(Updates 12/4) "The criminal investigations arm of a California tax agency has been reviewing allegations that the Vanguard Group may have underpaid its income taxes in the most populous state," I report in this article in today's Philadelphia Inquirer.

"The California Franchise Tax Board in September received the allegations of David Danon, a former Vanguard tax lawyer turned whistle-blower, and sent them to its criminal investigators, state correspondence shows. The bureau disclosed the investigation in an email to Danon's lawyer, Stephen Sorensen."

California initiated just 32 criminal tax investigations last year, prosecuted 21, and secured 18 convictions sending tax defendants to prison for a total of more than 50 years according to Criminal Investigations Bureau data (thanks to tax lawyer Betty Williams for directing me to this data.)

Also from the story: "Most tax disputes are handled as civil cases. The Criminal Investigations Bureau gets involved only in a 'relatively small' number of cases, such as when a tax board auditor finds 'something suspicious' indicating possible fraud, said Troy M. Van Dongen, partner in the San Francisco office of Winston & Strawn L.L.P. and an editor of the California Tax Lawyer journal.

"Danon alleges that the Malvern-based company has violated federal and state tax law by undercharging its mutual funds for professional services. Vanguard has said this 'at-cost' pricing lets it charge customers low fees... Vanguard has said it complies with the law...

"California is not the only state to look at Vanguard. The company paid Texas 'penalty and interest' for taxes the state said Vanguard owed for the year 2013," the company and Texas officials said in a tax settlement agreement signed in March. Read the March 2015 settlement agreement (amounts redacted) here.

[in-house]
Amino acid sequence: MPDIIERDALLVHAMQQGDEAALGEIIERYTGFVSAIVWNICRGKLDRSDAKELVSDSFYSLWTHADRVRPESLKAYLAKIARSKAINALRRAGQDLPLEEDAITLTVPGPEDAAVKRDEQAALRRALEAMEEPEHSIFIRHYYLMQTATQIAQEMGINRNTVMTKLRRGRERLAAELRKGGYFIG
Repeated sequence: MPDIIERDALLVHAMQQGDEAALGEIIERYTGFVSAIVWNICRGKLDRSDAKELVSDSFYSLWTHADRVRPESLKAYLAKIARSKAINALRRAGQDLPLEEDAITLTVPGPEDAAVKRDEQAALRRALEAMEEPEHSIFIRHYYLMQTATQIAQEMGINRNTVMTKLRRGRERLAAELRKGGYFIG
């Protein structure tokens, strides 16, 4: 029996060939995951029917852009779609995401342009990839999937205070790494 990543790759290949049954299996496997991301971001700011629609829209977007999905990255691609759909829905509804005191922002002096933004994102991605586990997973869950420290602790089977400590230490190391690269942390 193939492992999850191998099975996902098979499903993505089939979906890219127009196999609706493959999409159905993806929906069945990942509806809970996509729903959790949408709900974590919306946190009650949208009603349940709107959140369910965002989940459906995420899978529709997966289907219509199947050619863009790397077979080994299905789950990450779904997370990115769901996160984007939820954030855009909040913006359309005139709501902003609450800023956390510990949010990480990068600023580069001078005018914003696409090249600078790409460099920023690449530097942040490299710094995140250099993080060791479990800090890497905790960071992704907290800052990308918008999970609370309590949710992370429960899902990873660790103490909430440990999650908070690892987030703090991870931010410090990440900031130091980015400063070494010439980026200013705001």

Vanguard spokespeople previously told The Philadelphia Inquirer and Bloomberg LP that its Texas settlements didn't include a penalty.

UPDATE 12/4: "In the final arrangement, we made a payment with a small amount of interest and no penalty," though this is not reflected in the copy of the settlement posted in this story, Vanguard spokesman John Woerth told me. He said the settlement was revised after it was signed and approved by Texas officials. I have asked him to provide a copy of the revised settlement.

Woerth also said that in earlier versions of this blog item I wrongly listed both "penalties and interest" among the things the company had denied were part of the Texas settlement. He said the company had denied paying a penalty, but didn't mention interest (which Vanguard paid.) (END OF UPDATE)
 
A Vanguard spokesperson also said, in today's Inquirer story, that Vanguard was unaware of the California investigation; Danon's lawyer, Sorenson, told me today that the company was informed of California's review in November.

Danon was paid $117,000 in "informant" fees for helping Texas collect taxes Vanguard owed but hadn't paid. Danon has also denounced Vanguard tax practices to the IRS and state officials in New York and other states. A New York judge ruled last month that Danon would have violated New York attorney ethics rules by informing on the company while he still worked there in early 2013 and so lacks standing to sue for whistleblower payments there. Danon plans to appeal, his lawyer says.